Keeping hamsters in a social setting depends greatly on the breed of hamster. Dwarf hamsters are generally gregarious; if introduced at a young age and kept with same-sex members, they cohabitate well. The more common Syrian hamster, however, should not share a cage.Know More
When young, Syrian hamsters can co-exist; upon reaching 8 to 10 weeks of age, they begin fighting for territory and may fatally wound each other.
Dwarf hamsters are small enough – generally 4 inches in length at maturity – that they should be kept in a glass enclosure, as they can escape between the bars of larger hamster cages. Both varieties are nocturnal.Learn more about Pets
Golden hamsters usually weigh from 100 to 125 grams. The most common dwarf hamster, the Campbell's hamster, averages 23.4 grams. Both species are popular as pets.Full Answer >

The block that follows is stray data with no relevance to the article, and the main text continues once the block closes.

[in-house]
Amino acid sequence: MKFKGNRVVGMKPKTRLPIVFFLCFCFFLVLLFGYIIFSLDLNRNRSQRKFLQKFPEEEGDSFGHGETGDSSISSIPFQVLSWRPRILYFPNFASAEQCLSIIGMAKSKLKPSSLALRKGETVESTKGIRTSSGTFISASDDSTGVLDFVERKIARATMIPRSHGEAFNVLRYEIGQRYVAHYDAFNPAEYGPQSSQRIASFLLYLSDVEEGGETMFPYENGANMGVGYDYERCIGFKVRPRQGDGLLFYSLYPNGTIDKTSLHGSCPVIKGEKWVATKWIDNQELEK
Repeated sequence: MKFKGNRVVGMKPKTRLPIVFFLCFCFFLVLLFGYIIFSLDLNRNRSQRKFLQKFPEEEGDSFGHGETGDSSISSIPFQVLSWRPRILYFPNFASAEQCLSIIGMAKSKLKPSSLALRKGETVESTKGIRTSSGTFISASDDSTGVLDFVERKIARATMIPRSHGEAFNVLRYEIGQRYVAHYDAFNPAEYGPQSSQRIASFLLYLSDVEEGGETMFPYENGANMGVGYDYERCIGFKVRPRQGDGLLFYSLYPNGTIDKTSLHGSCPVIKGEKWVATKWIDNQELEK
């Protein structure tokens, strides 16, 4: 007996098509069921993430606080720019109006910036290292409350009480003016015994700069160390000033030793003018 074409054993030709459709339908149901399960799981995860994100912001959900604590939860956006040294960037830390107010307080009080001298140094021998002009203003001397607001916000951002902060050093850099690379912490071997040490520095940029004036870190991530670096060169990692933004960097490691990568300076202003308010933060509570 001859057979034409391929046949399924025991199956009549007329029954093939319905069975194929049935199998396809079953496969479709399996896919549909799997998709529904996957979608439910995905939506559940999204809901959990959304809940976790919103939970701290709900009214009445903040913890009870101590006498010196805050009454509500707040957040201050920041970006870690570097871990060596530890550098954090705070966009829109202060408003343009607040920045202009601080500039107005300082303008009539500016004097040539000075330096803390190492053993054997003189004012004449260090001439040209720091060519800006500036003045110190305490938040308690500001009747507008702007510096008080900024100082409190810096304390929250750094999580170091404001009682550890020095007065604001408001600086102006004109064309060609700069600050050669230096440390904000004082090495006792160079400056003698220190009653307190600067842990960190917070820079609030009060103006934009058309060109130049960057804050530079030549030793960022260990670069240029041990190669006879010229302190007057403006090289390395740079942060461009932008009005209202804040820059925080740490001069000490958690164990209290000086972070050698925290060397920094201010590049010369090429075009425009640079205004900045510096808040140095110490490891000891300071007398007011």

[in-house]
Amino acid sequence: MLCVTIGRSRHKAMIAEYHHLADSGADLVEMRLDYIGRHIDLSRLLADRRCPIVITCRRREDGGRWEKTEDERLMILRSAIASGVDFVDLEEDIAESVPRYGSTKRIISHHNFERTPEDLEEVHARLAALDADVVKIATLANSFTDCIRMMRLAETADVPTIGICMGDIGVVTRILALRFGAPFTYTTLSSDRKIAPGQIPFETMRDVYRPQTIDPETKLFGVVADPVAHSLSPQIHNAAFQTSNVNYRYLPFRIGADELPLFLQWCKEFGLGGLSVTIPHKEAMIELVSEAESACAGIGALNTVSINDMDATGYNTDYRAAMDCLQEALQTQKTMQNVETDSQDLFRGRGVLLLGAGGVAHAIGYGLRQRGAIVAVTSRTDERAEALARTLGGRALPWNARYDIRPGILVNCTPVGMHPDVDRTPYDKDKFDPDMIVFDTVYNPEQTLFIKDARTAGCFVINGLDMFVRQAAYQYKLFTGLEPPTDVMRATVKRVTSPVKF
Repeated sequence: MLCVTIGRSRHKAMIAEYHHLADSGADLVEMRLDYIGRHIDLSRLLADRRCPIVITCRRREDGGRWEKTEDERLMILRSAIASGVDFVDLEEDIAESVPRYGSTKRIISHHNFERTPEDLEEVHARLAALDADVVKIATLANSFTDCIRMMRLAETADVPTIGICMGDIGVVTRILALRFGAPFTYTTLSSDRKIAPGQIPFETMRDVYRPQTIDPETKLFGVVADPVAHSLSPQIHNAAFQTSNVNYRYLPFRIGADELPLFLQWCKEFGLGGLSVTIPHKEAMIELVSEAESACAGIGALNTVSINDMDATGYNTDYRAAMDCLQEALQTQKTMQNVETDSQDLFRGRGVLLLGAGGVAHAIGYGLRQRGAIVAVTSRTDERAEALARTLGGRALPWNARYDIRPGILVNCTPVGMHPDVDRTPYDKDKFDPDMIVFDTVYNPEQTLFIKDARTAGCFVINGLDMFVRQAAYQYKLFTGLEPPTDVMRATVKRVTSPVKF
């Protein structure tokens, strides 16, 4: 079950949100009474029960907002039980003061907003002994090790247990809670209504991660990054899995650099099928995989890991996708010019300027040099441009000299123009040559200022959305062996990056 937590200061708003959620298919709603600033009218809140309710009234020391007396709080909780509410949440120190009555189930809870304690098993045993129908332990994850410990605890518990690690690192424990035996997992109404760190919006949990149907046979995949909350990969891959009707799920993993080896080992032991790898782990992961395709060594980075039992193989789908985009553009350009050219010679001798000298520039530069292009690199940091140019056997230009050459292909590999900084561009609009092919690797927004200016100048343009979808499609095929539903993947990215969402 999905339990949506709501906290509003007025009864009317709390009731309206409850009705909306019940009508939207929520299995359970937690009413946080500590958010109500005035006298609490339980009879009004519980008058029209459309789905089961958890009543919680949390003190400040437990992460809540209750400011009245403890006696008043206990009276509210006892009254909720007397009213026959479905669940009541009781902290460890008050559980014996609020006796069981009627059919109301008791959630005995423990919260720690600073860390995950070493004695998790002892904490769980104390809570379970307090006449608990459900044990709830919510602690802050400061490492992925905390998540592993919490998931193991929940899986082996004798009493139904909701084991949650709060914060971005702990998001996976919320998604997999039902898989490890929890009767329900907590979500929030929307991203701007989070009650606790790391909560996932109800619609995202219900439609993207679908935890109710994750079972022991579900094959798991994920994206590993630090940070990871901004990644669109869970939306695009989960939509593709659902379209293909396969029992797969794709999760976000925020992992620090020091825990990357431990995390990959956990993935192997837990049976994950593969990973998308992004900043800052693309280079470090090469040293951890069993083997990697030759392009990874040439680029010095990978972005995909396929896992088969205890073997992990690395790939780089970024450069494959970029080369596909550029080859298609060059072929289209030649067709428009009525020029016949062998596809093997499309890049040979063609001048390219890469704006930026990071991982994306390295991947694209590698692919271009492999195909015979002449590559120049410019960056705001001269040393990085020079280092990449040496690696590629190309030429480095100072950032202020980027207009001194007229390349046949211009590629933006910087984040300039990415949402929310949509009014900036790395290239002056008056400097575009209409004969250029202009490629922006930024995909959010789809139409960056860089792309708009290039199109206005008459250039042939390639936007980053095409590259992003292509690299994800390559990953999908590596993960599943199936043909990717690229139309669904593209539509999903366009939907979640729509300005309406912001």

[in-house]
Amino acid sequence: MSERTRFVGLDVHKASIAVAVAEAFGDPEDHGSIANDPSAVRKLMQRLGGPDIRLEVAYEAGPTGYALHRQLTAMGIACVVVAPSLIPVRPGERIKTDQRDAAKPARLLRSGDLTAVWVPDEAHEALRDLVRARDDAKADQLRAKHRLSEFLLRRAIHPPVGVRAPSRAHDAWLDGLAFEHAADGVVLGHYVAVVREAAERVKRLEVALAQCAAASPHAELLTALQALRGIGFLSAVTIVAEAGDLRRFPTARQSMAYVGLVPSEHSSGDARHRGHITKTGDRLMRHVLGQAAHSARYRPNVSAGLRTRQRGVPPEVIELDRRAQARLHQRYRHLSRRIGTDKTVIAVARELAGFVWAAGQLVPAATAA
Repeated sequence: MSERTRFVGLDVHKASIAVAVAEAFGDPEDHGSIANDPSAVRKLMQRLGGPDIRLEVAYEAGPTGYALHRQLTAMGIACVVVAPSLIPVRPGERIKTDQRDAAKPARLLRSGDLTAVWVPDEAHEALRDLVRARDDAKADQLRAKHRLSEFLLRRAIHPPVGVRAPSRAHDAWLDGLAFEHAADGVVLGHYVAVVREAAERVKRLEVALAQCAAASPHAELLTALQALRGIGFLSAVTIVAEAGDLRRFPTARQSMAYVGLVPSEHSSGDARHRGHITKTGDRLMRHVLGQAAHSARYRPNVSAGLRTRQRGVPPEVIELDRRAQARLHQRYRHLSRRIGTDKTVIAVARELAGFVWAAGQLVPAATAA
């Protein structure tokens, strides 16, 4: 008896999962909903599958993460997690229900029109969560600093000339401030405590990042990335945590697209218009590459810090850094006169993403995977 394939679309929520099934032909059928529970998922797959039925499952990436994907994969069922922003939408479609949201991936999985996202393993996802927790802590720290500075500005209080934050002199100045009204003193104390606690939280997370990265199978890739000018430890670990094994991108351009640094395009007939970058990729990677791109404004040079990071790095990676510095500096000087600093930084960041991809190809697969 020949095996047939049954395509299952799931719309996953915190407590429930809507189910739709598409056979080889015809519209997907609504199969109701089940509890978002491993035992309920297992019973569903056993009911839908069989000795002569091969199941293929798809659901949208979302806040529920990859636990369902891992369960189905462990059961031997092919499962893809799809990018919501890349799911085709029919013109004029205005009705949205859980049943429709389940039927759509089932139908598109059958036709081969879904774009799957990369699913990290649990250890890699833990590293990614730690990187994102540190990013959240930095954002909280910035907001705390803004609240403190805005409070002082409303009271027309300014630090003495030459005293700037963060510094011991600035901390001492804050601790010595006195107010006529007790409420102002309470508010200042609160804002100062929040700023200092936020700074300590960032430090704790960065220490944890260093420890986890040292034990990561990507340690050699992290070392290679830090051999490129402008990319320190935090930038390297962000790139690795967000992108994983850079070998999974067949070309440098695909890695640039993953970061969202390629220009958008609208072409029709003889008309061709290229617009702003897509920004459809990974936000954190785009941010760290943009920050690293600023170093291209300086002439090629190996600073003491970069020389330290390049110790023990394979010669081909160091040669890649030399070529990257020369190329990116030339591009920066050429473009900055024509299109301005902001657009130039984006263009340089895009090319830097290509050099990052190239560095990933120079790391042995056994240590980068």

According to Paw Nation, hamsters squeak to express emotion. This emotion can be excitement, surprise, fear, distress or anxiety. A hamster can squeak briefly to express interest in a new toy or treat, or it can squeak persistently when afraid. Hamsters also squeak during territory disputes with other hamsters.Full Answer >
Djungarian hamsters are a type of dwarf hamster from Central Asia. They are commonly sold as pets in Europe and America. In the United States, animals sold as Djungarians are usually Campbell's Russian hamsters, but elsewhere, "Djungarian" refers to the Siberian hamster, which is a separate species.Full Answer >
To indicate stress, a hamster alternates between running and grooming as well as squeaking, biting and overeating. He also becomes more irritable, is more likely to bite, and may confine himself or hide. Over time as stress damages the digestive system, he can start to suffer from diarrhea or constipation.Full Answer >